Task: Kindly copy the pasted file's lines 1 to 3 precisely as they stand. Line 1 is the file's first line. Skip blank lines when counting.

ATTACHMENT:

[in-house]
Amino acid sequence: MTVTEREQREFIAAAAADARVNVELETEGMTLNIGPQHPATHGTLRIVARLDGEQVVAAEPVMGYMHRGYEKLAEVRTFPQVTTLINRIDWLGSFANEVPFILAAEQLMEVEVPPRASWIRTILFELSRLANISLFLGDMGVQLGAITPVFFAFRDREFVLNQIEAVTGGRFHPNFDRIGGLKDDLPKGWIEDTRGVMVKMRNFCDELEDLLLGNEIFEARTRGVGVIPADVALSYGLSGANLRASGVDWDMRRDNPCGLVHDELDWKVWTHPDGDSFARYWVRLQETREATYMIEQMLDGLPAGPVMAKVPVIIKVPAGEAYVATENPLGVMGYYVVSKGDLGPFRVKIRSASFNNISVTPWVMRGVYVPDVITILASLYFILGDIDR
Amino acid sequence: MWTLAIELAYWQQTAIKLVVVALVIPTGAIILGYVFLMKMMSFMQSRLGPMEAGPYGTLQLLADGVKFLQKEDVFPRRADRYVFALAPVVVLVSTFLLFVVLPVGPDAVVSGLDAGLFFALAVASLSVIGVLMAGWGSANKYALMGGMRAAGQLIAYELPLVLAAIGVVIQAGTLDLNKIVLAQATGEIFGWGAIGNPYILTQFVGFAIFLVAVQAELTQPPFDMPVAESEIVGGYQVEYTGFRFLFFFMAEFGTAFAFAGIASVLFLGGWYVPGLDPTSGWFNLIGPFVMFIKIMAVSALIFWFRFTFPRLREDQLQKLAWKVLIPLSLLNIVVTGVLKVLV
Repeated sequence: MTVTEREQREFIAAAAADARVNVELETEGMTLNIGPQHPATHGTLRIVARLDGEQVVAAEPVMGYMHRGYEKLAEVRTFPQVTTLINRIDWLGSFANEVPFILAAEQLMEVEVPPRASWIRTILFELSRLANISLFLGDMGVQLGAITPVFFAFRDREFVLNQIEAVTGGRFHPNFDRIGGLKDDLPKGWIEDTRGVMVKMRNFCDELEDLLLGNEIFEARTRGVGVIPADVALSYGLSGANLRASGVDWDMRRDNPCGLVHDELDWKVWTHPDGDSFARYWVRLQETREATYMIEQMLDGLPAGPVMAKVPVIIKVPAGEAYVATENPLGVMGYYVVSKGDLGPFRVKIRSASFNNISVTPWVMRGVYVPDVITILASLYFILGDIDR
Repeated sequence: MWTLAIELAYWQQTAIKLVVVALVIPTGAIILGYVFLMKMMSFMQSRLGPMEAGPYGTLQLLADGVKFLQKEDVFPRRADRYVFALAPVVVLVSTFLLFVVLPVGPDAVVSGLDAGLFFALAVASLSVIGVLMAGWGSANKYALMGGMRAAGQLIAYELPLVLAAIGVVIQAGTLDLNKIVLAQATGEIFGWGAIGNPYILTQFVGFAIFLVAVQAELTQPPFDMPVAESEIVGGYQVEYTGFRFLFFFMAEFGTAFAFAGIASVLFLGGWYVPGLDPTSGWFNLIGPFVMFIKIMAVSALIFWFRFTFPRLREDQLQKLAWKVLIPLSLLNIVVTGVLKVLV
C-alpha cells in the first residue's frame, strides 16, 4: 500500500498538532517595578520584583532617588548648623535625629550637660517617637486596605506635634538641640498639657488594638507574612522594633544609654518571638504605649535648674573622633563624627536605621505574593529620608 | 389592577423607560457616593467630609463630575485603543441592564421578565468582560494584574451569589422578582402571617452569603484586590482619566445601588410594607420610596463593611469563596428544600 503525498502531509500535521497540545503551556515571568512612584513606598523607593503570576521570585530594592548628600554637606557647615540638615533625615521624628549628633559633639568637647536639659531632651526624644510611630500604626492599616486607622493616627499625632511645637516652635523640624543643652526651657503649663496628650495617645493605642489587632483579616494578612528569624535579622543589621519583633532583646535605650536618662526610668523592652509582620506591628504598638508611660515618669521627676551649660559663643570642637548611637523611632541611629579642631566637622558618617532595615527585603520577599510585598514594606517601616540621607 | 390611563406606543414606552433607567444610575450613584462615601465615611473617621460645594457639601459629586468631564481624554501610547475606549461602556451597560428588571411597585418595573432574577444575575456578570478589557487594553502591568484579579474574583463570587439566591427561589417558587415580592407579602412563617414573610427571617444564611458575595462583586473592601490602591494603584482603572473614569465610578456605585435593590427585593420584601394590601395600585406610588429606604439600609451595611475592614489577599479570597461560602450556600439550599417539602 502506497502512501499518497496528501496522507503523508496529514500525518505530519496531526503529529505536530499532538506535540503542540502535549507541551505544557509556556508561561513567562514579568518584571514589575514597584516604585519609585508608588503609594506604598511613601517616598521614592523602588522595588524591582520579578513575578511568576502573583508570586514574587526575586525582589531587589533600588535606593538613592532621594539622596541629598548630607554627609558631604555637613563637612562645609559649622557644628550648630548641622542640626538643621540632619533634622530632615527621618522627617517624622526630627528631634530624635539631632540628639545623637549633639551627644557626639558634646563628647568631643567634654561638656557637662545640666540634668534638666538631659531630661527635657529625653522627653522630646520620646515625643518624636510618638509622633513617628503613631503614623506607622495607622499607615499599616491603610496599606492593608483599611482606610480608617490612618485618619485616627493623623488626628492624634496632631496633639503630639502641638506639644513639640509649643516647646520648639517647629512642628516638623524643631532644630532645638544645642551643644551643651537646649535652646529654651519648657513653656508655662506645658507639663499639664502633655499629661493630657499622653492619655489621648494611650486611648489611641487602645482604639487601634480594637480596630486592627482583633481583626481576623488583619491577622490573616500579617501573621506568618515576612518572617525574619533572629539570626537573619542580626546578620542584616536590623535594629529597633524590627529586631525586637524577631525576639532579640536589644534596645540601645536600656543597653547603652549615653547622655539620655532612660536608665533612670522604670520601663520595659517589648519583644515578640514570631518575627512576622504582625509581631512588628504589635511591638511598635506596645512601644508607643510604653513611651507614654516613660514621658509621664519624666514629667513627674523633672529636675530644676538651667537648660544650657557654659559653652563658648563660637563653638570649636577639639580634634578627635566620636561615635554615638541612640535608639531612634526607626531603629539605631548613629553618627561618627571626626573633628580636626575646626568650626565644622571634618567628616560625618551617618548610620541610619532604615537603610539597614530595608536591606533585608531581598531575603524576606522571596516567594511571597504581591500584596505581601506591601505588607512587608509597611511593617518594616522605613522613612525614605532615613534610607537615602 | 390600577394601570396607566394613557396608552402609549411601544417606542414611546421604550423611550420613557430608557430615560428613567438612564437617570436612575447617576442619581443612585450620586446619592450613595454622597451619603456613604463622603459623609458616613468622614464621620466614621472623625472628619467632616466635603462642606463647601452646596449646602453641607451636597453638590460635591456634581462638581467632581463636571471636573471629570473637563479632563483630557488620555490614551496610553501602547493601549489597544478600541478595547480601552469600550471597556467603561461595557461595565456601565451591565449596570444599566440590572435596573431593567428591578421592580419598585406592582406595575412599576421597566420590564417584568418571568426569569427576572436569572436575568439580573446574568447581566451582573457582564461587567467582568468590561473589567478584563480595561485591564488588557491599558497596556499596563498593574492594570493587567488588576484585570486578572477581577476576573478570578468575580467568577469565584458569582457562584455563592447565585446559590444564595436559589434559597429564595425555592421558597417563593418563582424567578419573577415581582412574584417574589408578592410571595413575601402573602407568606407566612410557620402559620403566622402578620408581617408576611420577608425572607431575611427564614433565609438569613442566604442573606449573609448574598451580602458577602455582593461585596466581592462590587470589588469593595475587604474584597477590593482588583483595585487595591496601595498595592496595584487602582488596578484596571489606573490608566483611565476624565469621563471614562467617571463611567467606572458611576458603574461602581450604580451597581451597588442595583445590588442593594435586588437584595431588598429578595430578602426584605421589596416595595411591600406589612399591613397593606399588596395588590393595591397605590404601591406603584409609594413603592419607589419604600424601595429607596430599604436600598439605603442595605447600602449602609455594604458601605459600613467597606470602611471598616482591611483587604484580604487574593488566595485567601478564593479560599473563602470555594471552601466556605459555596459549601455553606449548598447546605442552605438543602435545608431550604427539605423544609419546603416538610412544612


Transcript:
[in-house]
Amino acid sequence: MTVTEREQREFIAAAAADARVNVELETEGMTLNIGPQHPATHGTLRIVARLDGEQVVAAEPVMGYMHRGYEKLAEVRTFPQVTTLINRIDWLGSFANEVPFILAAEQLMEVEVPPRASWIRTILFELSRLANISLFLGDMGVQLGAITPVFFAFRDREFVLNQIEAVTGGRFHPNFDRIGGLKDDLPKGWIEDTRGVMVKMRNFCDELEDLLLGNEIFEARTRGVGVIPADVALSYGLSGANLRASGVDWDMRRDNPCGLVHDELDWKVWTHPDGDSFARYWVRLQETREATYMIEQMLDGLPAGPVMAKVPVIIKVPAGEAYVATENPLGVMGYYVVSKGDLGPFRVKIRSASFNNISVTPWVMRGVYVPDVITILASLYFILGDIDR
Amino acid sequence: MWTLAIELAYWQQTAIKLVVVALVIPTGAIILGYVFLMKMMSFMQSRLGPMEAGPYGTLQLLADGVKFLQKEDVFPRRADRYVFALAPVVVLVSTFLLFVVLPVGPDAVVSGLDAGLFFALAVASLSVIGVLMAGWGSANKYALMGGMRAAGQLIAYELPLVLAAIGVVIQAGTLDLNKIVLAQATGEIFGWGAIGNPYILTQFVGFAIFLVAVQAELTQPPFDMPVAESEIVGGYQVEYTGFRFLFFFMAEFGTAFAFAGIASVLFLGGWYVPGLDPTSGWFNLIGPFVMFIKIMAVSALIFWFRFTFPRLREDQLQKLAWKVLIPLSLLNIVVTGVLKVLV